People across the world have increasingly been spending and taking an interest in natural remedies and medicine.
The Global Wellness Institute in 2018 issued a report on investments in this industry, including outlining spending in the Middle East and North Africa region.
The report indicated that global spending on wellness increased between 2015 and 2017 from $3.7 trillion to $4.2 trillion. This was an annual increase of 6.4 percent, almost double the growth of the global economy.
Globally in 2017, the wellness industry saw spending of $360 billion in complementary and alternative medicine, $639 billion in health tourism, $595 billion in manual and mental therapies, $119 billion in health resorts, and $56.7 billion in the thermal and mineral springs sector.
The profits recorded by health resorts in 2017, in the MENA region, amounted to $2.8 billion. Saudi Arabia ranked second in MENA in the same year, with 510 establishments employing 9,298 employees, and achieving an income of $347 million.
In terms of spending on workplace wellness and health programs, the Kingdom ranks second in MENA, covering 2.5 million workers at a cost of $286 million.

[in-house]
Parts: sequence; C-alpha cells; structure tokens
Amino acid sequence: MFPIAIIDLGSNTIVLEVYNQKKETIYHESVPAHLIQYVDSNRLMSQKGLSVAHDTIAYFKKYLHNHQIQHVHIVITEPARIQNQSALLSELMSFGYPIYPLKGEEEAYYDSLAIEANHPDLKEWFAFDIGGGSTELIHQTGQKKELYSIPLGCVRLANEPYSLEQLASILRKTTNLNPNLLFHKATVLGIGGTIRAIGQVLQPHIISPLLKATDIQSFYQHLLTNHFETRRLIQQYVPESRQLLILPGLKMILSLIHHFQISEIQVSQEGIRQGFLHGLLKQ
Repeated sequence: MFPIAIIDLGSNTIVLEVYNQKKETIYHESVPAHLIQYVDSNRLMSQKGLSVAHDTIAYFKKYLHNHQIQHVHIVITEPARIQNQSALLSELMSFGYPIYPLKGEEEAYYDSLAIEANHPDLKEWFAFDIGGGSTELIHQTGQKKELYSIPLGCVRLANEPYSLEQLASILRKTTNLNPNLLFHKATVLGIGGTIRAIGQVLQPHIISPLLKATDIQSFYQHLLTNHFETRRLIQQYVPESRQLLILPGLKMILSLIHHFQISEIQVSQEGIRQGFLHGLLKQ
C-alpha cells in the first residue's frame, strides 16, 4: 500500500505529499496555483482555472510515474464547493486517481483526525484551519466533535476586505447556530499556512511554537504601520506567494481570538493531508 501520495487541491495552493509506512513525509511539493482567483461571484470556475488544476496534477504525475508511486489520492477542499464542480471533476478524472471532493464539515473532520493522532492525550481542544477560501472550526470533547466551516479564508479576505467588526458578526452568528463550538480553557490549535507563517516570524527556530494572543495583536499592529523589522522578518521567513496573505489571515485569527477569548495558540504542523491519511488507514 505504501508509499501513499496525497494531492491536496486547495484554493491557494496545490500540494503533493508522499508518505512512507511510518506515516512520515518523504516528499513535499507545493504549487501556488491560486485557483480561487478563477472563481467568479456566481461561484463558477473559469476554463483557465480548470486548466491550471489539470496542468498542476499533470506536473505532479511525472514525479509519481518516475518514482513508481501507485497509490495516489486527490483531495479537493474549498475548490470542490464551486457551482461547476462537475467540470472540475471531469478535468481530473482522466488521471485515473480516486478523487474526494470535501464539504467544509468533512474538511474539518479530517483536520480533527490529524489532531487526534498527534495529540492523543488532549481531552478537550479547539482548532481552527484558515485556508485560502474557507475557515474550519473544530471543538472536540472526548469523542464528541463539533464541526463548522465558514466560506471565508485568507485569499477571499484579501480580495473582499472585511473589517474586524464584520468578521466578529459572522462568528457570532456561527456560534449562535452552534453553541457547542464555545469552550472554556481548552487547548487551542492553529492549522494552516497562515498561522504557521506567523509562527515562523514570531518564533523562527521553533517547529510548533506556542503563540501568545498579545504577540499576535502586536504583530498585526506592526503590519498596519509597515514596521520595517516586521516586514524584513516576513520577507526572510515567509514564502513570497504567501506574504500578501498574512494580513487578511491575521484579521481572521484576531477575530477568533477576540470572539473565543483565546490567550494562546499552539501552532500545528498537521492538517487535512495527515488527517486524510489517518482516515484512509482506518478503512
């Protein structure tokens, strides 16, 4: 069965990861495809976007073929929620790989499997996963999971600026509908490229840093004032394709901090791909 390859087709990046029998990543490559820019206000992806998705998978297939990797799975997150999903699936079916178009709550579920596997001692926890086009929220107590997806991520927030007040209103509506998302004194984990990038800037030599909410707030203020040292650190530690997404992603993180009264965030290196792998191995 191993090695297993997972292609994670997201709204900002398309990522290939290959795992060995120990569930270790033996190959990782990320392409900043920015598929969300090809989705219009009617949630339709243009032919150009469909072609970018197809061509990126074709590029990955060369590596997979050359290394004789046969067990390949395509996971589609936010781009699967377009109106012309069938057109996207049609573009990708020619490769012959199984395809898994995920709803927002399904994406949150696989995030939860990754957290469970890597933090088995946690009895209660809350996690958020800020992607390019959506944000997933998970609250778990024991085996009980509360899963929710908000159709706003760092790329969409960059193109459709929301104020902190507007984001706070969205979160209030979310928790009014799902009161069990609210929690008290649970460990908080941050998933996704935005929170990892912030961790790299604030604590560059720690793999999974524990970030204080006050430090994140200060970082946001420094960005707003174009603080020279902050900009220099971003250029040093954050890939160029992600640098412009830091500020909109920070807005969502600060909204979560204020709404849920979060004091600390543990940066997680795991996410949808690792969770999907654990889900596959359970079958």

There should be an inventory drawn up of the Kingdom’s herbal plants, to support traditional Arab and Islamic medicinal practices, because this could be a source of national income.
As for complementary medicine, as a curative and preventive measure, according to the World Health Organization’s Strategy for Traditional and Complementary Medicine (2014-2023), there is an increasing global demand for related products and practices.
The complementary medicine sector plays a prominent role in the economic development of several countries worldwide, and its use is seemingly reducing actual costs on healthcare.
This data for complementary medicine shows that it could play a significant role in helping achieve the economic targets outlined in the Kingdom’s Vision 2030 plan, which includes boosting investment and job creation.
There are several initiatives that could be undertaken to attract investment in this sector, which include feasibility studies for investors.
There should also be an inventory drawn up of the Kingdom’s herbal plants, to support traditional Arab and Islamic medicinal practices, because this could be a source of national income.
For example, Chinese and Indian medicinal products are already providing an income for the two nations.
• Saad Majdy Baslom is a director with 10+ years of leadership and specialist experience in complementary medicine practice. He holds a doctorate in traditional Chinese medicine, a master’s in Chinese herbology, and a master’s in acupuncture.